Brits looking to take a holiday in France this summer are about to have their hopes dashed as the country has announced travel restrictions for UK arrivals.
Following in Germany’s footsteps, France will impose a mandatory self-quarantine for travellers arriving from the UK, amongst growing concerns surrounding the Indian coronavirus variant.
New requirements for UK travellers in France
Clément Beaune, the French Europe minister, announced that the restrictions would apply to all those who aren’t French nationals or residents, andUK travellers will need to provide an essential reason for their travel.
Those arriving from the UK will also be required to provide a negative coronavirus test within 48 hours of departure (rather than the standard 72) and have to quarantine for seven days.
France has already imposed restrictions on 16 other countries, including Turkey, India, Brazil and Argentina. All travellers from these areas must undertake a ten-day quarantine either at home or at an approved address. Travellers are allowed outside for two hours per day, and if caught flouting the rules, they could be subject to a €1,500 fine.
Gabriel Attal, the French Government’s official spokesperson, revealed on Wednesday that there was ‘a new situation with the progression of the so-called Indian variant in the UK.’ He then added that France was merely following Germany’s footsteps, which have already imposed rules for British tourists.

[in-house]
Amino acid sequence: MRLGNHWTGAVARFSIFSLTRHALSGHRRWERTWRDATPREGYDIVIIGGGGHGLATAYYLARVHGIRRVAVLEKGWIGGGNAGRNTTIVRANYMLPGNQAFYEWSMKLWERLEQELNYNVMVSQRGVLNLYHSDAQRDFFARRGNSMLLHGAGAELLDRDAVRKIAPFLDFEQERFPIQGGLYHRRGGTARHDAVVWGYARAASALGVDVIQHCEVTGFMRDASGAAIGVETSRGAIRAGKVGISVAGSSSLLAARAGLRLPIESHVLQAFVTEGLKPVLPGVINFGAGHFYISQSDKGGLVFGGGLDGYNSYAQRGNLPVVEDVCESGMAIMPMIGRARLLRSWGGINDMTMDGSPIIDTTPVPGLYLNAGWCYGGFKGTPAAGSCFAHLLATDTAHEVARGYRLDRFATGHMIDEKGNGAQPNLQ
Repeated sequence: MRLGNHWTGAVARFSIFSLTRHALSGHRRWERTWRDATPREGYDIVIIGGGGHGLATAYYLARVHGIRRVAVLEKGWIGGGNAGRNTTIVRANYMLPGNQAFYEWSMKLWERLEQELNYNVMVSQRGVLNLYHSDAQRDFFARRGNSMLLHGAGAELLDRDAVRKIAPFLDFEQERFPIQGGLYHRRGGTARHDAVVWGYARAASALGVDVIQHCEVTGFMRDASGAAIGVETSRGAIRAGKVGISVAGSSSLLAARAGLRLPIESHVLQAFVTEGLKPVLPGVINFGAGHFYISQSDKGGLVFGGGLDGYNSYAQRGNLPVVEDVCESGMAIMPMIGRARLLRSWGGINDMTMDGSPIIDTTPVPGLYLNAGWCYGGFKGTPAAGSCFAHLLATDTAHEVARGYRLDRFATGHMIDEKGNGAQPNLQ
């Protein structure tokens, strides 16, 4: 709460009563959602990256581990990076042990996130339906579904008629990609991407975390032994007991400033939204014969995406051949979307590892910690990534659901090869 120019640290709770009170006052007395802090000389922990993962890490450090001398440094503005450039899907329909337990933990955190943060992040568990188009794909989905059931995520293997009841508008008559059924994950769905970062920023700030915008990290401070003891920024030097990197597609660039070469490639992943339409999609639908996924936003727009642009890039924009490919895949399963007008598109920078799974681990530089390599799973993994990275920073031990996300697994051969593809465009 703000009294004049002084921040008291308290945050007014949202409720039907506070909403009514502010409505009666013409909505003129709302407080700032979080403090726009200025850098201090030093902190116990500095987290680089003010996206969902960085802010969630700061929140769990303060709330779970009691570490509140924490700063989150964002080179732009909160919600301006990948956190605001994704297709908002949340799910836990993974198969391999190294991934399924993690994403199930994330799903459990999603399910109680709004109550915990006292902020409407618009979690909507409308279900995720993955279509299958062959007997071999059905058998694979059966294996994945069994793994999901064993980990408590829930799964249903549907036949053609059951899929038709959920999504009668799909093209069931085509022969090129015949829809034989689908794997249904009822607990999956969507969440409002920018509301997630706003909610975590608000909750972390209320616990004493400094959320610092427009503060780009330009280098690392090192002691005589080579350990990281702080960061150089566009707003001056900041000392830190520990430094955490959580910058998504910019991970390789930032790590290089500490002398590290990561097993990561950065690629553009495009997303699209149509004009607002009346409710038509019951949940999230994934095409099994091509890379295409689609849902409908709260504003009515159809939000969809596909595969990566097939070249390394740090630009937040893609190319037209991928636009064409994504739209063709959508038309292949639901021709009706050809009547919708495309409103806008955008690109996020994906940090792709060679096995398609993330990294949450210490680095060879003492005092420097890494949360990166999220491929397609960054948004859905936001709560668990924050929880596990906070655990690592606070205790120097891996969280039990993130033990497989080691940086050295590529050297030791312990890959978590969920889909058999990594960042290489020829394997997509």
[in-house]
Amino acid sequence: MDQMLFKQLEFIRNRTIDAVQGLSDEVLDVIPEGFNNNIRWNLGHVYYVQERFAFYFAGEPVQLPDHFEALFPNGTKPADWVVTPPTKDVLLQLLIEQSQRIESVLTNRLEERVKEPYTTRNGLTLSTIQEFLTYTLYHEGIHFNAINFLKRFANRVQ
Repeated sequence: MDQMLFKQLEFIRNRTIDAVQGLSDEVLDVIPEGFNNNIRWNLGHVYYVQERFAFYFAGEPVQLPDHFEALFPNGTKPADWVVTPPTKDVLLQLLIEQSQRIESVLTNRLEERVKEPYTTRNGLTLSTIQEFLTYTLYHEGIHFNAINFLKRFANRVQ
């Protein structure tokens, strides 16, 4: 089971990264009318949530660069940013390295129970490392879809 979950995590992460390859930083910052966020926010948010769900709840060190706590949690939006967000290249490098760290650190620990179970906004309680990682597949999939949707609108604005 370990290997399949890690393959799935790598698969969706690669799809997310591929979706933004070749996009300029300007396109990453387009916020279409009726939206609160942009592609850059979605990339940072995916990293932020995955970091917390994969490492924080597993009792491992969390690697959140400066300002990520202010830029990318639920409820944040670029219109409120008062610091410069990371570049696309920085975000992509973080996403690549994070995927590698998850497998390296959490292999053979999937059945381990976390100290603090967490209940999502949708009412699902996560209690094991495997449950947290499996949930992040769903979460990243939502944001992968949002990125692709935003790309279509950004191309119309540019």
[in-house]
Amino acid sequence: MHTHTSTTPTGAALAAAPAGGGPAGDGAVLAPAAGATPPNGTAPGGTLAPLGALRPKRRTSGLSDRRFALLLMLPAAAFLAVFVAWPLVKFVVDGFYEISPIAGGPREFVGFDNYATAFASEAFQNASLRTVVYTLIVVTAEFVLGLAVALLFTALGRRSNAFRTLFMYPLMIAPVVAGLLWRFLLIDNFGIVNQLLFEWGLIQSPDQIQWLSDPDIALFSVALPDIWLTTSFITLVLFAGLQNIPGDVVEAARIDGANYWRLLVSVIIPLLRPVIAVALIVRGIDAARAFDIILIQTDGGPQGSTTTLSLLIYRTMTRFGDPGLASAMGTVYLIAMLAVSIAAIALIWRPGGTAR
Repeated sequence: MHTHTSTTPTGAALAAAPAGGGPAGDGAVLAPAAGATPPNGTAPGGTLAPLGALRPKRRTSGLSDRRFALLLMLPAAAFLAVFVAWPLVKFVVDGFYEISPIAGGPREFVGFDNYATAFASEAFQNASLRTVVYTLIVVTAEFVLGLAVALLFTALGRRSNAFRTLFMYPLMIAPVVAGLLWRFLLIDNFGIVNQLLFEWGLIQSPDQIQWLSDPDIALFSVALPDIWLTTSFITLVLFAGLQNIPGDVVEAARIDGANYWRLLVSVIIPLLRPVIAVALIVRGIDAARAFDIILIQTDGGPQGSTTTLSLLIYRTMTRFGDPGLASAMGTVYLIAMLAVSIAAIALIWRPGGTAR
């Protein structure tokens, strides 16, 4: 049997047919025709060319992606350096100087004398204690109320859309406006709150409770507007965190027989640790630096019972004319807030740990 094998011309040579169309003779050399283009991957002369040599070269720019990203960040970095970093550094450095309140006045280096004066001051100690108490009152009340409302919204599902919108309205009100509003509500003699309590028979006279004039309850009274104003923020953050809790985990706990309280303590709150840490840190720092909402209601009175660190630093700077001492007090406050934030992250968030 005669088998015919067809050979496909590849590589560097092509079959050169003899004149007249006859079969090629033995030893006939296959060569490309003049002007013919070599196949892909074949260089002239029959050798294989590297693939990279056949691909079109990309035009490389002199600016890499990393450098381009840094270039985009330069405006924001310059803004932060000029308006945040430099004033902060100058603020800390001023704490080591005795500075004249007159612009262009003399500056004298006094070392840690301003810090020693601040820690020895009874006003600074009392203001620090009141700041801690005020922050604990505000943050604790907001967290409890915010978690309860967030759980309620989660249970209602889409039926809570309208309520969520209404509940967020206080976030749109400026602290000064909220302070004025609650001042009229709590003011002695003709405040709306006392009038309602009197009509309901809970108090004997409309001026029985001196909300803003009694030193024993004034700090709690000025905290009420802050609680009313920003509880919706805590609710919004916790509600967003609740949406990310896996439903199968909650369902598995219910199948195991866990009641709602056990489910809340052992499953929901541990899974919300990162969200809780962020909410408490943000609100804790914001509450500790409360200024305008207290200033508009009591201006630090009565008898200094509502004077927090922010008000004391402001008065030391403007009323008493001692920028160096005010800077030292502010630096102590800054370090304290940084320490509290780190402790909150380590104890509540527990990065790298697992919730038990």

Germany has already imposed similar restrictions on UK tourists
Germany banned all British tourists from entering the country from midnight on the 23rd of May after the countries health advisory labelled the UK as a ‘virus variant area of concern.’
The rule does not apply to German citizens, residents or their family members. Those travelling for urgent humanitarian reasons are also allowed to surpass the regulations. However, all those entering Germany from the UK will need to quarantine for two weeks, even if they provide a negative coronavirus test.
The country’s move to limit UK travellers comes over growing concerns of the coronavirus variant first identified in India. The WHO announced on Wednesday that the highly contagious B.1.617.2 variant could be poised to become Britain’s dominant strain.
Clusters of the variant stand at 3,424 as of last Thursday, 2,111 more cases than the previous week. However, incidences of the Indian variant are still low, given the country’s successful vaccine rollout.